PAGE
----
Those of us who have been following the work of the independent market analyst Andrew Smithers for many years (and my experience goes back more than a decade) never thought we might live to see this day. But here it is – an unambiguous statement that the world’s equity markets may now be the right side of fair value. This is the first time such a view has emerged from Andrew’s one-man think tank since I cannot remember when, although he still qualifies it by saying he thinks the likely trend in 2009 is still down (value in stock markets being no guide to short term price movements).
The great thing about all Andrew’s work is that while he has firm opinions, he has no obvious axe or vested interest to grind. Having made enough money form his years in fund management at Mercury Asset Management (in its glory days), his consultancy work today is driven as much by intellectual curiosity as by the tiresome business of giving fee-paying clients what they want to hear.
Here is an extract from his latest report, which assesses how markets stand today on the basis of what he likes to call “hindisght value”, the methodology he and the Cambridge economist Stephen Wright in their pioneering book Valuing Wall Street, published just as the Internet bubble was peaking.
• We have just published a report on world market values.1 We conclude: (i) that the world market in aggregate, at the end of January, was around 38% below fair value, (ii) that the US is relatively expensive, being around fair value and (iii) that Japan is the cheapest market.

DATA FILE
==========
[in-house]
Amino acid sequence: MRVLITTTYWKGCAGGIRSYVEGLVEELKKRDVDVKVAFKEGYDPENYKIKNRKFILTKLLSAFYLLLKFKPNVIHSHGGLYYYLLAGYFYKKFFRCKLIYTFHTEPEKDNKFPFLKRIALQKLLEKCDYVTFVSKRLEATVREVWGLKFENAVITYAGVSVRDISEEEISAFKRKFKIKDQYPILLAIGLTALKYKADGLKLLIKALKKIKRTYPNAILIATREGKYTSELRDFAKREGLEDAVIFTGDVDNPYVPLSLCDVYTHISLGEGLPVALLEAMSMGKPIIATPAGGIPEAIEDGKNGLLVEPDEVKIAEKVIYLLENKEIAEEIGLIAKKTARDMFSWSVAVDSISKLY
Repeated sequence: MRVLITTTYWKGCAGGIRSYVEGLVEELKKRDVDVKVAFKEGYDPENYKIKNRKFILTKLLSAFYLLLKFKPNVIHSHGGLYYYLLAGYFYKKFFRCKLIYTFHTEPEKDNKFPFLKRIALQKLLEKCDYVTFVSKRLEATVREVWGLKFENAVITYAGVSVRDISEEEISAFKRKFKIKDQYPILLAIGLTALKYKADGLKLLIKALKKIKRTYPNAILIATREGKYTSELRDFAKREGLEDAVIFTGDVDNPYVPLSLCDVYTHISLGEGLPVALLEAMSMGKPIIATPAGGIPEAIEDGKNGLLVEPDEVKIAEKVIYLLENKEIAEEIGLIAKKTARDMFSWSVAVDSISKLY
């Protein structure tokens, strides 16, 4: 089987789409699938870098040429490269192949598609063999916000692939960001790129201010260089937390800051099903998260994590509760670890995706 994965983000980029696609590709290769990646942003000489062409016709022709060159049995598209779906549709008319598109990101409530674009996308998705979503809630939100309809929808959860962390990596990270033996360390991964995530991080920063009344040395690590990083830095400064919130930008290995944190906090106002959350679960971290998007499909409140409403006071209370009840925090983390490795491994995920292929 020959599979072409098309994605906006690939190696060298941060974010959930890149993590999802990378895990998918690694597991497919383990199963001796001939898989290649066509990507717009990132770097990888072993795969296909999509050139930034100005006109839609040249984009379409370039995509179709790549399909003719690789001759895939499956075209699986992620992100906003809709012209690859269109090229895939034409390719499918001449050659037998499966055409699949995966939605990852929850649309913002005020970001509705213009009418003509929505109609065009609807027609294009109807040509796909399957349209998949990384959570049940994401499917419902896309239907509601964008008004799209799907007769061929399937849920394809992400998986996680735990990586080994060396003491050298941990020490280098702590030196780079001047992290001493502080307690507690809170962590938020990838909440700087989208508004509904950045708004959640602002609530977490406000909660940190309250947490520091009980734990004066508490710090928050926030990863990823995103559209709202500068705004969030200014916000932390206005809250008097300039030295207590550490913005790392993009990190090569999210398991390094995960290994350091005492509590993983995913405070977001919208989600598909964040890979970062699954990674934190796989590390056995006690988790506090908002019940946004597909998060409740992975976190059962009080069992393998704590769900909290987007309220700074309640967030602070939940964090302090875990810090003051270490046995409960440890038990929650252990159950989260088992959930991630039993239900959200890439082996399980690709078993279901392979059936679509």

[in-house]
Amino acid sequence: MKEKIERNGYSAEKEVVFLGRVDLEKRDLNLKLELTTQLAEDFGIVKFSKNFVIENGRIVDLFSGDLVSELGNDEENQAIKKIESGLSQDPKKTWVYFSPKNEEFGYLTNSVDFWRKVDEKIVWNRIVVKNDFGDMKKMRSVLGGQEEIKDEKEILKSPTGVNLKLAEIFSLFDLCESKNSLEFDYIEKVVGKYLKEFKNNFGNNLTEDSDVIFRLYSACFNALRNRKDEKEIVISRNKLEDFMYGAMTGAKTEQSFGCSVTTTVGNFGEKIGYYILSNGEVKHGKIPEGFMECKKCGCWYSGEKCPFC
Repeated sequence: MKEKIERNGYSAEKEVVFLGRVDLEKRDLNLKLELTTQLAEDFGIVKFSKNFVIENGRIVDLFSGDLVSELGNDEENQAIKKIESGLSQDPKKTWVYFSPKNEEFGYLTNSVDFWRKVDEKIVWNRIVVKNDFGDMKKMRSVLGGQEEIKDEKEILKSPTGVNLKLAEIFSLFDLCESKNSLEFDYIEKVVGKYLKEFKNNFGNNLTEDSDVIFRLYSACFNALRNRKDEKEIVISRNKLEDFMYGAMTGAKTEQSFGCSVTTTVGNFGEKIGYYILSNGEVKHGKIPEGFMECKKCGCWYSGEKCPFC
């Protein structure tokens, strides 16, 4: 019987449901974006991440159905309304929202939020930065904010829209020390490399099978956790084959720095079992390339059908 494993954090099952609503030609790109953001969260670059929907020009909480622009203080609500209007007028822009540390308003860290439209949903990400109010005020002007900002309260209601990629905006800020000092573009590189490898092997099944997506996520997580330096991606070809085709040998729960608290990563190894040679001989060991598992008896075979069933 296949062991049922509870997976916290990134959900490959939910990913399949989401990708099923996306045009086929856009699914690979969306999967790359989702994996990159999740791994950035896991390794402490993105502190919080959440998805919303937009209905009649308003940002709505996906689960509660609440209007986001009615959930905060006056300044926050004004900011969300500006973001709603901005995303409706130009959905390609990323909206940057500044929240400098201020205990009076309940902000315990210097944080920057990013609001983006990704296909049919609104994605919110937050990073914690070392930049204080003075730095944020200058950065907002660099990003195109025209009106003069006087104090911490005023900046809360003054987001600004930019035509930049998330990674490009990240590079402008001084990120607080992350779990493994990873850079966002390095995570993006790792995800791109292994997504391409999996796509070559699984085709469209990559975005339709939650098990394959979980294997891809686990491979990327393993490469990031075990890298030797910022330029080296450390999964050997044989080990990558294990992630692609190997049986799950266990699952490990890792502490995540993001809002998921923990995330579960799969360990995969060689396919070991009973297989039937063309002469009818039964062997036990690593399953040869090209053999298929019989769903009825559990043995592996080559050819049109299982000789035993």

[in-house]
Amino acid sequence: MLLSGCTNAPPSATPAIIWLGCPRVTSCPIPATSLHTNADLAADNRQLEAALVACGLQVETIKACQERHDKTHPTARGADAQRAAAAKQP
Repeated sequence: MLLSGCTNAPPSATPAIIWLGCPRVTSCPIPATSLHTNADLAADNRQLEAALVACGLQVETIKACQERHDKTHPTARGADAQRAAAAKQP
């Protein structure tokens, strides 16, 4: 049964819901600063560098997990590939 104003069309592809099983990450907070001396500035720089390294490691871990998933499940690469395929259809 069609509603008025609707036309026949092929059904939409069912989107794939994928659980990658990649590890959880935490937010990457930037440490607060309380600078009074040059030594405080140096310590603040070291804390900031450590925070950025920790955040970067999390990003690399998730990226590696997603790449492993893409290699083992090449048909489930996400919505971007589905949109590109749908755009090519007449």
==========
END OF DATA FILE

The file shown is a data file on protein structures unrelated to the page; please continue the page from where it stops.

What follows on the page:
• While value is of little use in forecasting short-term market movements, our conclusions are encouraging, because in bad times, and these are bad times, markets usually become decidedly cheap.
• We remain bearish about the outlook for equities for 2009, mainly because we see the demand for shares by companies falling and their supply rising as both financial and non-financial companies change from buying shares to issuing them.
• Government bonds are expensive, though likely to remain so for a while as the world economy continues to weaken. But the short-term outlook for corporate bonds seems quite good. Their yields are determined by three main factors: (i) Government bond yields, which we expect to be flat short-term and to rise in the medium-term, (ii) the compensation for buying illiquid assets, which we expect to fall as governments and central banks push liquidity into markets and (iii) default risks, including downgrades and recovery rates, which are unknown but, we fear, still underestimated in many instances. We are optimistic that the good point (ii) will dominate over the next few months
• The refinancing of the banks, which is a necessary condition for economic recovery, is meeting opposition from voters, who think it gives unfair help to bankers and from bankers, who strive to avoid asset write-offs.
• Fiscal stimulus is another necessary condition for economic recovery, and this is meeting opposition from various sources, including those who reject or don’t understand Keynes’s theories. These groups tend to think that fiscal deficits increase total debt, rather than shift it from the private to the public sector. We expect both banks and fiscal problems to be overcome in time, but in neither case, on a worldwide basis, are sufficient steps likely to be taken quickly.
My only comment on this is that a big bounce in the stock market during 2009 is not incompatible with this view. Smithers’ research centres on the long term relationship between value and price, which can be empirically assessed, rather than on short term market dynamics, which by and large can not.